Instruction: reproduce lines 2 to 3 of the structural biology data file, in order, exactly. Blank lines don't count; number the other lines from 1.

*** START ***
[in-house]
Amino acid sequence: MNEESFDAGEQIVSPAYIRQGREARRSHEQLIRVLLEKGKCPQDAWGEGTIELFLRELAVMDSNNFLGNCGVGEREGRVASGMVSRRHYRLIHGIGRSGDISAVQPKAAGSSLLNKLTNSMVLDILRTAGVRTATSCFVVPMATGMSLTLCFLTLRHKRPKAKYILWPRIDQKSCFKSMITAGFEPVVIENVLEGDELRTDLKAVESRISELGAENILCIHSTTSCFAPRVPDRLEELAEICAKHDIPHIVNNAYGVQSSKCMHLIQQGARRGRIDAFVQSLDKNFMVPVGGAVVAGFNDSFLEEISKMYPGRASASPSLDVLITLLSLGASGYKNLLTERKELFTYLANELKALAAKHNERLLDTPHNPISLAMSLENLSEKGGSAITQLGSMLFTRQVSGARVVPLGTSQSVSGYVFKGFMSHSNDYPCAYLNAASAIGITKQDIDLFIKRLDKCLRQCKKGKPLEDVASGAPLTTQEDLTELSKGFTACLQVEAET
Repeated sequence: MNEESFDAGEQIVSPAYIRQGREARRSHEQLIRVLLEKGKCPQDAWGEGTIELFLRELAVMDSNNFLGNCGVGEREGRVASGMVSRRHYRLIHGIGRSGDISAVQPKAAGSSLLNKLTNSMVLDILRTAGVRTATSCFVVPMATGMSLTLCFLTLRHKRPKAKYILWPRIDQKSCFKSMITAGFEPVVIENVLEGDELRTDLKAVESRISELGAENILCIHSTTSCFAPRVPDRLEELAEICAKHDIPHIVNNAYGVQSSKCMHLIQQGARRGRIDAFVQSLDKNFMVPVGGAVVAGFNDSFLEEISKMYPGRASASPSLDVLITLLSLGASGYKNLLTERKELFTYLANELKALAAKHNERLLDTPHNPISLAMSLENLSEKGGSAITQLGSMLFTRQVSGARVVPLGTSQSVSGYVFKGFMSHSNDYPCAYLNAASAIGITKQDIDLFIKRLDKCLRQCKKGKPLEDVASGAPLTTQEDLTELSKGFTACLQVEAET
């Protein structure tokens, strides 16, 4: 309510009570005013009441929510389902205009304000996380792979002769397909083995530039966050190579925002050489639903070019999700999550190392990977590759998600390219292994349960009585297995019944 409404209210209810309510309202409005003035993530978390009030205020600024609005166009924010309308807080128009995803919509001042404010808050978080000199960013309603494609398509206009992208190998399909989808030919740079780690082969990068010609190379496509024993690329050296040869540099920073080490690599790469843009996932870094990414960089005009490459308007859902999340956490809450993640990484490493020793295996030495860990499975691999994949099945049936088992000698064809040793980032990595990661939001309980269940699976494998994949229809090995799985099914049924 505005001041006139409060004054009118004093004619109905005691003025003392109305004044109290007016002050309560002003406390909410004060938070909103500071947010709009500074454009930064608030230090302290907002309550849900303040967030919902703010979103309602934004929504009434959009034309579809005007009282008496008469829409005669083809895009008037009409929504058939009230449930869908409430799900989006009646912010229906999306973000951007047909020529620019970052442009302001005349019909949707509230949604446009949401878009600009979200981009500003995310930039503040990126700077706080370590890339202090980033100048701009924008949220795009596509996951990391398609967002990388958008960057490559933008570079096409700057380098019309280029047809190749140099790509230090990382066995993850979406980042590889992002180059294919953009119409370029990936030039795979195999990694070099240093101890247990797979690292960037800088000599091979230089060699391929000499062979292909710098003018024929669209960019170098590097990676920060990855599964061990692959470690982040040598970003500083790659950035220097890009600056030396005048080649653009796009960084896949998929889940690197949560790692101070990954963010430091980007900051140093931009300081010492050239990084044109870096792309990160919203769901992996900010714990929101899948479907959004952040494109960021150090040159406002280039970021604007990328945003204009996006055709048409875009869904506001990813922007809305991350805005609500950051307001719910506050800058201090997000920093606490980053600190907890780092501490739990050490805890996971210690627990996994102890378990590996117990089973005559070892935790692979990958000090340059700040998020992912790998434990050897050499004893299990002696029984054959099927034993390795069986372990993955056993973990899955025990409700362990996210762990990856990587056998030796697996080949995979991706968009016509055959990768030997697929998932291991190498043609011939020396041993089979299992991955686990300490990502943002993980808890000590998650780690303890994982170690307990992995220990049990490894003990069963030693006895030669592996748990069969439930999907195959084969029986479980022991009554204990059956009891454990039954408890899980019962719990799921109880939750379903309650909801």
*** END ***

Amino acid sequence: MNEESFDAGEQIVSPAYIRQGREARRSHEQLIRVLLEKGKCPQDAWGEGTIELFLRELAVMDSNNFLGNCGVGEREGRVASGMVSRRHYRLIHGIGRSGDISAVQPKAAGSSLLNKLTNSMVLDILRTAGVRTATSCFVVPMATGMSLTLCFLTLRHKRPKAKYILWPRIDQKSCFKSMITAGFEPVVIENVLEGDELRTDLKAVESRISELGAENILCIHSTTSCFAPRVPDRLEELAEICAKHDIPHIVNNAYGVQSSKCMHLIQQGARRGRIDAFVQSLDKNFMVPVGGAVVAGFNDSFLEEISKMYPGRASASPSLDVLITLLSLGASGYKNLLTERKELFTYLANELKALAAKHNERLLDTPHNPISLAMSLENLSEKGGSAITQLGSMLFTRQVSGARVVPLGTSQSVSGYVFKGFMSHSNDYPCAYLNAASAIGITKQDIDLFIKRLDKCLRQCKKGKPLEDVASGAPLTTQEDLTELSKGFTACLQVEAET
Repeated sequence: MNEESFDAGEQIVSPAYIRQGREARRSHEQLIRVLLEKGKCPQDAWGEGTIELFLRELAVMDSNNFLGNCGVGEREGRVASGMVSRRHYRLIHGIGRSGDISAVQPKAAGSSLLNKLTNSMVLDILRTAGVRTATSCFVVPMATGMSLTLCFLTLRHKRPKAKYILWPRIDQKSCFKSMITAGFEPVVIENVLEGDELRTDLKAVESRISELGAENILCIHSTTSCFAPRVPDRLEELAEICAKHDIPHIVNNAYGVQSSKCMHLIQQGARRGRIDAFVQSLDKNFMVPVGGAVVAGFNDSFLEEISKMYPGRASASPSLDVLITLLSLGASGYKNLLTERKELFTYLANELKALAAKHNERLLDTPHNPISLAMSLENLSEKGGSAITQLGSMLFTRQVSGARVVPLGTSQSVSGYVFKGFMSHSNDYPCAYLNAASAIGITKQDIDLFIKRLDKCLRQCKKGKPLEDVASGAPLTTQEDLTELSKGFTACLQVEAET